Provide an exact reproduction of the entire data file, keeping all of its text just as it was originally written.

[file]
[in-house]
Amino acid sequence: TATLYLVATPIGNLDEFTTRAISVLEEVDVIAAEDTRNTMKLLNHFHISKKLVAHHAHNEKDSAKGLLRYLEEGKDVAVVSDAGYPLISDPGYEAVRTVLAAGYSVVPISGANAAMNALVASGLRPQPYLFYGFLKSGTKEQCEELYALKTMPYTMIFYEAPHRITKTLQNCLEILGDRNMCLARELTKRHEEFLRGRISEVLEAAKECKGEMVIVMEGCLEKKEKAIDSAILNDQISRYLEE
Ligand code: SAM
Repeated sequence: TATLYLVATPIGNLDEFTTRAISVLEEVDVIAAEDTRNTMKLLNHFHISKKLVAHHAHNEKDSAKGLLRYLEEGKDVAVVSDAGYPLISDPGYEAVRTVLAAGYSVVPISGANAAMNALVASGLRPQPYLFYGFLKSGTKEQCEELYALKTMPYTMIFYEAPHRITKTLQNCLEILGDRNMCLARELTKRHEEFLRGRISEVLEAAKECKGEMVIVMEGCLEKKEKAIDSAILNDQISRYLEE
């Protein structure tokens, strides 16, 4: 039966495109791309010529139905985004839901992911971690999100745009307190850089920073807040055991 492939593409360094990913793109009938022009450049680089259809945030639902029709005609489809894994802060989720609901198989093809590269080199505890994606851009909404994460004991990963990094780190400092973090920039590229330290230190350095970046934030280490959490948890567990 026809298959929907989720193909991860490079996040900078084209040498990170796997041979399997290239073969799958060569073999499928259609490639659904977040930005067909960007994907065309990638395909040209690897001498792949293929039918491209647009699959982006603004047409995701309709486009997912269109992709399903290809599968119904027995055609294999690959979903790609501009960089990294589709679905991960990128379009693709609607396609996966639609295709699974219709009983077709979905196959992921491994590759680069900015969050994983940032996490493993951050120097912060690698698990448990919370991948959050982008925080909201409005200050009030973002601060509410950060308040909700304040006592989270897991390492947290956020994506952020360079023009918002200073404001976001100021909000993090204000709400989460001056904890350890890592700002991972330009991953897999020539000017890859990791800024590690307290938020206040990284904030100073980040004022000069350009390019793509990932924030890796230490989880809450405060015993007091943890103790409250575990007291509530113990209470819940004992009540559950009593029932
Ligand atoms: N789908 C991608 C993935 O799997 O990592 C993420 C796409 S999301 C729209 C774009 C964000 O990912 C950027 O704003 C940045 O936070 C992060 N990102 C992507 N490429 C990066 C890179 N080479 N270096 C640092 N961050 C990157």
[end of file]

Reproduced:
[in-house]
Amino acid sequence: TATLYLVATPIGNLDEFTTRAISVLEEVDVIAAEDTRNTMKLLNHFHISKKLVAHHAHNEKDSAKGLLRYLEEGKDVAVVSDAGYPLISDPGYEAVRTVLAAGYSVVPISGANAAMNALVASGLRPQPYLFYGFLKSGTKEQCEELYALKTMPYTMIFYEAPHRITKTLQNCLEILGDRNMCLARELTKRHEEFLRGRISEVLEAAKECKGEMVIVMEGCLEKKEKAIDSAILNDQISRYLEE
Ligand code: SAM
Repeated sequence: TATLYLVATPIGNLDEFTTRAISVLEEVDVIAAEDTRNTMKLLNHFHISKKLVAHHAHNEKDSAKGLLRYLEEGKDVAVVSDAGYPLISDPGYEAVRTVLAAGYSVVPISGANAAMNALVASGLRPQPYLFYGFLKSGTKEQCEELYALKTMPYTMIFYEAPHRITKTLQNCLEILGDRNMCLARELTKRHEEFLRGRISEVLEAAKECKGEMVIVMEGCLEKKEKAIDSAILNDQISRYLEE
């Protein structure tokens, strides 16, 4: 039966495109791309010529139905985004839901992911971690999100745009307190850089920073807040055991 492939593409360094990913793109009938022009450049680089259809945030639902029709005609489809894994802060989720609901198989093809590269080199505890994606851009909404994460004991990963990094780190400092973090920039590229330290230190350095970046934030280490959490948890567990 026809298959929907989720193909991860490079996040900078084209040498990170796997041979399997290239073969799958060569073999499928259609490639659904977040930005067909960007994907065309990638395909040209690897001498792949293929039918491209647009699959982006603004047409995701309709486009997912269109992709399903290809599968119904027995055609294999690959979903790609501009960089990294589709679905991960990128379009693709609607396609996966639609295709699974219709009983077709979905196959992921491994590759680069900015969050994983940032996490493993951050120097912060690698698990448990919370991948959050982008925080909201409005200050009030973002601060509410950060308040909700304040006592989270897991390492947290956020994506952020360079023009918002200073404001976001100021909000993090204000709400989460001056904890350890890592700002991972330009991953897999020539000017890859990791800024590690307290938020206040990284904030100073980040004022000069350009390019793509990932924030890796230490989880809450405060015993007091943890103790409250575990007291509530113990209470819940004992009540559950009593029932
Ligand atoms: N789908 C991608 C993935 O799997 O990592 C993420 C796409 S999301 C729209 C774009 C964000 O990912 C950027 O704003 C940045 O936070 C992060 N990102 C992507 N490429 C990066 C890179 N080479 N270096 C640092 N961050 C990157």